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Alumni Explorers
By Kerry Brophy

This issue’s Trailblazer Series proves that once you’re a NOLS grad, the fun is just beginning…


Pam Flowers
Arctic Explorer
Text by Molly Loomis

© Jenning Steger

Even as a young girl, the idea of a lengthy expedition in a stark winter landscape appealed to Pam Flowers. This yearning for exploration and adventure wouldn’t disappear, even as she grew older. In her mid-thirties Flowers did the illogical, enviable, and inspiring; she walked away from an established city life and successful career in order to pursue the dreams she’d been putting on hold for years.

“I realized that I hated living in a big, hot city, surrounded by cars and pavement and buildings and people,” Flowers remembers. “I was about as far away from the snowy vastness I longed for as I could possibly get.”

In 1980 Flowers began working toward her ambitious, exploratory desires when she signed up for a NOLS course, where she hoped to learn the skills necessary for traveling and surviving in a winter environment.

“It was real agony,” says Flowers. “The instructors didn’t think I’d finish the course.” Flowers, who weighed a mere 85 pounds, had a pack that weighed over 50.

“But I was really determined. Like many NOLSies, I haven’t ever thought of things in terms of hard or easy. Once I decide I am going to do something I just think about how I am going to find a way to do it.”

Shortly after her NOLS course, Flowers took an apprenticeship at Howling Dog Farm in Willow, Alaska, home to over 200 sled dogs. Before long, her confidence and strength in winter extremes had grown: She ran the legendary Iditarod race and completed two successful trips to the magnetic North Pole.

On February 14, 1993 Flowers took the next ambitious step in winter exploring when she left Barrow, Alaska with her eight-dog team alone in an attempt to cross the frozen roof of the world. Her plan was to retrace the route of Danish explorer Knud Rasmussen, who traveled in 1923 across 2,000 miles of the Northwest Passage. Her route would take her in the opposite direction, from Barrow to the tiny, remote, Canadian Arctic village of Repulse Bay, 2,500 miles to the east.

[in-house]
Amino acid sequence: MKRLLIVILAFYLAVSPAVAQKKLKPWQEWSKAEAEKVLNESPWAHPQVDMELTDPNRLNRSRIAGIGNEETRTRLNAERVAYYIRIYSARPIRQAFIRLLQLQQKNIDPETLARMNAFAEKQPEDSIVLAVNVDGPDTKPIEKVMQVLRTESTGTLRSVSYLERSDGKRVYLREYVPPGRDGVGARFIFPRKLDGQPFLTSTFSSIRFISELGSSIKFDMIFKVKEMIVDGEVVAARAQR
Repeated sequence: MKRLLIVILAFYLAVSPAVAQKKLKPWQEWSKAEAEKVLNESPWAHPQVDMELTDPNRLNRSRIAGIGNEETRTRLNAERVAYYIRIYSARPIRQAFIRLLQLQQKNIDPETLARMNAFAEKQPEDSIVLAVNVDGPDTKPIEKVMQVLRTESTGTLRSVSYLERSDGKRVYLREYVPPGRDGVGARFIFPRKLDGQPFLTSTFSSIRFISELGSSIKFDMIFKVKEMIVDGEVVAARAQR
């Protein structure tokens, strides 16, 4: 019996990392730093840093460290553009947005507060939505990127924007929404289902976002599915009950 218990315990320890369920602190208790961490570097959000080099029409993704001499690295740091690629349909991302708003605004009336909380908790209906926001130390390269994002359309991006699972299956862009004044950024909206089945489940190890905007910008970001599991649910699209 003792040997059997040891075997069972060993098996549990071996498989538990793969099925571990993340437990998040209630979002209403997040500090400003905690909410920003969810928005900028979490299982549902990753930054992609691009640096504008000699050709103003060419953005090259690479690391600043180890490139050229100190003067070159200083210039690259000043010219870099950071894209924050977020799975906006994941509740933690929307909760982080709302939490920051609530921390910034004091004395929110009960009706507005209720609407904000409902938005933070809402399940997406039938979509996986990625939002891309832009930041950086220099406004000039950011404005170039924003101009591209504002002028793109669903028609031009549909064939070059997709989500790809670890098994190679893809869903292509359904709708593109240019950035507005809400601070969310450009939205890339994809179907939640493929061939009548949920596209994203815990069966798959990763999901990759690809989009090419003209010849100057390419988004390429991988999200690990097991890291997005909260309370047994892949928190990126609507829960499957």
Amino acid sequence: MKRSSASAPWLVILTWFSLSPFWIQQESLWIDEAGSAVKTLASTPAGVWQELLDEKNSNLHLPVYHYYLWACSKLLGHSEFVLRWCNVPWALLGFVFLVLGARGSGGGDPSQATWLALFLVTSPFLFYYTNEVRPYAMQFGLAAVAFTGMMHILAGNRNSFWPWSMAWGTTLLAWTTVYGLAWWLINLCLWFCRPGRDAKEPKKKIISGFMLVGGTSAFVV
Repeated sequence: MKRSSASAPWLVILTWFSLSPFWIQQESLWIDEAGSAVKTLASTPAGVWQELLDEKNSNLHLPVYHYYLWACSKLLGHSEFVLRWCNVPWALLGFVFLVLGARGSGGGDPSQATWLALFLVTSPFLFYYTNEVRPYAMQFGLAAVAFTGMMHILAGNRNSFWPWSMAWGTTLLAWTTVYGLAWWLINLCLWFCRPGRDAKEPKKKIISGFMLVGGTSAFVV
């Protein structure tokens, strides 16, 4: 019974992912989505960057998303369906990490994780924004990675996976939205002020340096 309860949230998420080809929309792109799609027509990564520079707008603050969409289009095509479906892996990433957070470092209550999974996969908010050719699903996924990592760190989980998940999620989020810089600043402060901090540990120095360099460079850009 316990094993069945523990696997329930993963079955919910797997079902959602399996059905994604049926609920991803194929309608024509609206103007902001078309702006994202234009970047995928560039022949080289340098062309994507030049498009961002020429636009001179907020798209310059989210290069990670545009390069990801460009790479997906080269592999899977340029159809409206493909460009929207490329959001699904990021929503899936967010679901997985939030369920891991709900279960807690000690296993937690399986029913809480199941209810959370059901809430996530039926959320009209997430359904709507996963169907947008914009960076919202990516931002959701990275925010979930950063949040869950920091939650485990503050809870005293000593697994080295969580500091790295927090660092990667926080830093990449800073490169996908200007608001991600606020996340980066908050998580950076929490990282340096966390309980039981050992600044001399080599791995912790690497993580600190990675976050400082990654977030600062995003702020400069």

When Flowers completed her solo trip on January 9, 1994 she became the second woman known to have finished the entire route, and the first woman and first American to do it solo. “After traveling 2,000 miles, enduring darkness, isolation, cold, one of the stormiest winters on record, a polar bear encounter, and melting, flooded sea ice,” Flowers says, “the expedition was temporarily halted when break-up arrived in the Arctic over five weeks early.” So Flowers and her sled-dog team, advised by the Inuit people, paused for the next five-and-a-half months, living on King William Island in Gjoa Haven with the Qitsualiks, a family of five Inuit people. Flowers documented all of these adventures she had along the way in her book “Alone Across the Arctic,” which includes photos, illustrations and excerpts from her journal.

These days, Flowers travels around the country speaking at schools and other public venues about her experiences. She uses stories about herself and her dogs as metaphors for teamwork, self-reliance, and the importance of expedition behavior. Flowers hopes that her presentations inspire audience members to pursue dreams of their own.

“However corny it may sound, I believe you really should pursue one big dream in your life even if no one believes you can do it,” Flowers says. “Find a dream and go try to make it come true. It is the most important thing you can do for yourself.”


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